February 8, 2024
BEIJING – With Spring Festival approaching, some retirees are facing a financial crunch.
Many will have to hand out thousands of yuan in red envelopes to children at family reunions during the holiday, which starts on Saturday.
The age-old custom of giving out small sums of yasuiqian — bad luck suppressing money — to young relatives at the start of the Chinese New Year has in recent years morphed into a race to keep up with the Joneses.
What once used to be just a few yuan for each child has grown to as much as 3,000 yuan ($420) in affluent provinces such as Zhejiang, according to news reports.
Even in less well-off places such as Anhui province, a 200-yuan envelope is the norm in rural areas, which see an influx of urban students visiting their grandparents during the annual break.
Li Kun, a retiree in Hefei, the provincial capital of Anhui, is expecting to hand out more than 10 envelopes, each containing a 100-yuan banknote, just like he did last year.
The money Li will be giving away is equal to his month’s pension, compelling the 72-year-old to fall back on his rainy day savings to see him through till the next pension check.
Li remembers the time decades ago when three- or five-yuan envelopes were enough to make children happy at family reunions, and adults did not feel burdened in any way.
“How much to give away in red envelopes must be in line with incomes, and people should not be competing to show off their affluence,” he said.
Rising disposable incomes, coupled with a strong urge to keep up appearances, have put financially strapped older adults in a spot in rural areas where people are known to strain their wallets to appear generous or hospitable.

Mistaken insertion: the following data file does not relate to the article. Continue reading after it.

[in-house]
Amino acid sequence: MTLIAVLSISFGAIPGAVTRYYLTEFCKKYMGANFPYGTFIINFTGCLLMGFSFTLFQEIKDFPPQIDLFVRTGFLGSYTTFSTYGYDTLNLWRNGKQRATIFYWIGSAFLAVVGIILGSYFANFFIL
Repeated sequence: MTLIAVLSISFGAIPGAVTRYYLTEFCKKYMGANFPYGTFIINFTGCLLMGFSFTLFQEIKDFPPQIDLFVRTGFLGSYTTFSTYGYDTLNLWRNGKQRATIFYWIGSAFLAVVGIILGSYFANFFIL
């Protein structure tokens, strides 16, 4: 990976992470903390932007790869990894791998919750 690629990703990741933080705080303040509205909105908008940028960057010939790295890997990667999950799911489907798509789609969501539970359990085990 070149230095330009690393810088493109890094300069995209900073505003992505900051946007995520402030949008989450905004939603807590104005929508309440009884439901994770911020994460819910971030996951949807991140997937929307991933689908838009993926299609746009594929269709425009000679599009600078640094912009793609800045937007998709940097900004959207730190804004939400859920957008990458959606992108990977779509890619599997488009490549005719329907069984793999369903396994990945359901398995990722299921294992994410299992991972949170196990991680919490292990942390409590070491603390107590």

The worrisome trend has even caught the attention of authorities in a rural area of Anhui province.
Authorities in that area, Fuyang, said they will act to help villagers develop a “correct attitude” toward this practice of giving money in red envelopes and introduce a cap on the amount that can be given as part of a nationwide effort by authorities to curb unnecessary spending by financially vulnerable rural residents.
The restrictions would be enshrined in the province’s village regulations, a set of rules drafted and agreed upon by villagers, they said.
“I think it is a good policy,” said Li, the retiree, adding that ordinary people cannot afford, and should not be expected, to put the same amount of money in red envelopes as wealthy people.
Wang Yamin, a village official in a suburb of Beijing, has seen his budget for yasuiqian ballooning over the years, as families of friends have become bigger with the births of more children and even grandchildren.
This year, Wang, whose son attends college in Beijing, has set aside 4,000 yuan to give to children who will be visiting his home during the holiday. He has divided the recipients into three groups, based on his closeness to their parents, and accordingly prepared envelopes containing 100 to 500 yuan each.
“On average, the red envelopes cost about 200 yuan each,” Wang, 46, said, adding that as a child, he was used to receiving 1-yuan envelopes.
However, the highly reciprocal nature of the tradition means that his son will receive almost the same amount of money from his relatives, which makes the process of parting with his money less painful.
“Exchanging red envelopes is more about cementing relations,” he said.
Wang Chengfang, a retiree in Jining, Shandong province, said he knows it is not a good thing to give large sums of money to young children, but he feels he has no choice.
“With the economy growing, and with pay raises and inflated prices, large red envelopes are the trend,” he said.
In recent years, he has been spending up to 5,000 yuan, which is roughly his monthly salary, preparing red envelopes. His daughter, who is in her 30s, no longer receives red envelopes, and his granddaughter was only born recently.
The reciprocal nature of the tradition has made him reluctant to take his granddaughter to visit relatives during Spring Festival, because every yuan his granddaughter will receive would be like a “relationship debt “that must be paid back in the future.
“Taking a young kid on Chinese New Year visits also makes it appear that I am silently asking for red envelopes,” he said.